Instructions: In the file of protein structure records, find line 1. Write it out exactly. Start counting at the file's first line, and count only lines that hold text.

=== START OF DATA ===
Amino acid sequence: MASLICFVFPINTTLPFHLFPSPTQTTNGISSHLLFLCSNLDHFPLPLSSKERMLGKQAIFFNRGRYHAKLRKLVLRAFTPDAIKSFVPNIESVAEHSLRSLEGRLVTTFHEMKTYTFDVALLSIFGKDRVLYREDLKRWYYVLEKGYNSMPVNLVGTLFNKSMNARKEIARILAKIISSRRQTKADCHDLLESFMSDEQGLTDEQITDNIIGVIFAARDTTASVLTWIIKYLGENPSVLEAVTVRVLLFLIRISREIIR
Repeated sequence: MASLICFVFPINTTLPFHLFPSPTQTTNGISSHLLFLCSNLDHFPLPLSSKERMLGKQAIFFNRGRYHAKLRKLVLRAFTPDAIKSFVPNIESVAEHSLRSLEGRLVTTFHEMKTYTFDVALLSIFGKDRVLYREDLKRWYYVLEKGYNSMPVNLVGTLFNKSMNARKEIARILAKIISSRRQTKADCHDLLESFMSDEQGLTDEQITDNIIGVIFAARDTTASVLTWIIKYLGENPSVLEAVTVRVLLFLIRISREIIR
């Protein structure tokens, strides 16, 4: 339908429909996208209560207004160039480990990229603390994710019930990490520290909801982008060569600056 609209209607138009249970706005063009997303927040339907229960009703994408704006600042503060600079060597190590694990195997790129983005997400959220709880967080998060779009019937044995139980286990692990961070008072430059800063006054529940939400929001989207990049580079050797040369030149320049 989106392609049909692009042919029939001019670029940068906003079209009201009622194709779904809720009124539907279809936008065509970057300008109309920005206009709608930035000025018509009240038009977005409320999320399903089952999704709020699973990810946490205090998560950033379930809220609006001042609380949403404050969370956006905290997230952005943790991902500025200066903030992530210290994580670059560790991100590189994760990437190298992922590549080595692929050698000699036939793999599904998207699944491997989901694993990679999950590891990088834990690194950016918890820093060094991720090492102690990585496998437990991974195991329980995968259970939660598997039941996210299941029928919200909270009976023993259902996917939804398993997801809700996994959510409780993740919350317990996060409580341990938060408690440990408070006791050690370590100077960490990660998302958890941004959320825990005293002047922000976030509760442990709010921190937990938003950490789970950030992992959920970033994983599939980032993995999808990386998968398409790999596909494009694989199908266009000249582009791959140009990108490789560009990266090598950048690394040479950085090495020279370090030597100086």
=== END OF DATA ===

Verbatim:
Amino acid sequence: MASLICFVFPINTTLPFHLFPSPTQTTNGISSHLLFLCSNLDHFPLPLSSKERMLGKQAIFFNRGRYHAKLRKLVLRAFTPDAIKSFVPNIESVAEHSLRSLEGRLVTTFHEMKTYTFDVALLSIFGKDRVLYREDLKRWYYVLEKGYNSMPVNLVGTLFNKSMNARKEIARILAKIISSRRQTKADCHDLLESFMSDEQGLTDEQITDNIIGVIFAARDTTASVLTWIIKYLGENPSVLEAVTVRVLLFLIRISREIIR